City audit finds nearly $1 million in unused money


JACKSONVILLE, Fla. – Amid all the belt tightening and gnashing of teeth among city officials, almost a million dollars of taxpayers' money has been sitting around untouched and unspent for years.

That's the finding of Jacksonville's Inspector General about a program designed to help emerging small businesses that work with the city.

An investigation revealed the money has been lying around since the fall of 2012.

A 30-page report concerns the "Access to Capital" program. There was a loan pool available to approved small businesses, and the Inspector General's office found that a large portion of the money didn't make a difference, because it didn't go to those small businesses.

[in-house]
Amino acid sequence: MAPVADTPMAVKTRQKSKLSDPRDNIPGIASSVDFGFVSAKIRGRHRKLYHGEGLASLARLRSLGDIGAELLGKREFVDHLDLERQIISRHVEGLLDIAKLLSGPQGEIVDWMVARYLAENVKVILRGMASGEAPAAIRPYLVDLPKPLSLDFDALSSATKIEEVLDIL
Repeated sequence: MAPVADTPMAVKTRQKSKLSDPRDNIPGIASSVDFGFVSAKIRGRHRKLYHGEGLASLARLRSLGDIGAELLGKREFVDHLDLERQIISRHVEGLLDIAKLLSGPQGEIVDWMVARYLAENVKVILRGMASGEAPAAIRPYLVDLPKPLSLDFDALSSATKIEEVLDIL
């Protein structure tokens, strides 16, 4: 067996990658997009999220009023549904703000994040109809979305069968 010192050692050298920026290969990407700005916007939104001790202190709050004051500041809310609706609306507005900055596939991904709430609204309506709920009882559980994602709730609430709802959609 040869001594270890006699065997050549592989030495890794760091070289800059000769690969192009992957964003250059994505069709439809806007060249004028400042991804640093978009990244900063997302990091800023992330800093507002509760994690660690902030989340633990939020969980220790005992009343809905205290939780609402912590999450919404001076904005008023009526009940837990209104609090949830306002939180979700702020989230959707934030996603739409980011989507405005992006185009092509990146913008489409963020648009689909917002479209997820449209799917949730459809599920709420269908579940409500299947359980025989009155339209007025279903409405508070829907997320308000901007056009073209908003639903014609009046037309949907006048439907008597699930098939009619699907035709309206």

A Management Review in April found the Office of Economic Development didn't understand its responsibilities in the program.

First Coast Micro Loans issued the loans, working for parent company Essential Capital. The last loan they issued came in July 2012.

Nine months later, Essential Capital wanted to terminate its participation in the program.

When the funds were returned to the city, they sat in a fund labeled "unidentified remittance liability account."

New Mayor Lenny Curry's spokesman said it's a reflection on Mayor Alvin Brown's administration.

"Just under a million dollars not leveraged for small business. (It shows) mismanagement and lack of procedural controls by the Brown administration," city spokesman Bill Spann said. "This is the type of thing you'll see Mayor Curry and his team look at more. Tighter management and procedural controls in the coming months."

The AC Program started in 2004 and since 2005 has provided more than $2.7 million in capital loans.

The loan pool came from independent authorities of the city, like JEA, JTA, and JaxPort, among others.

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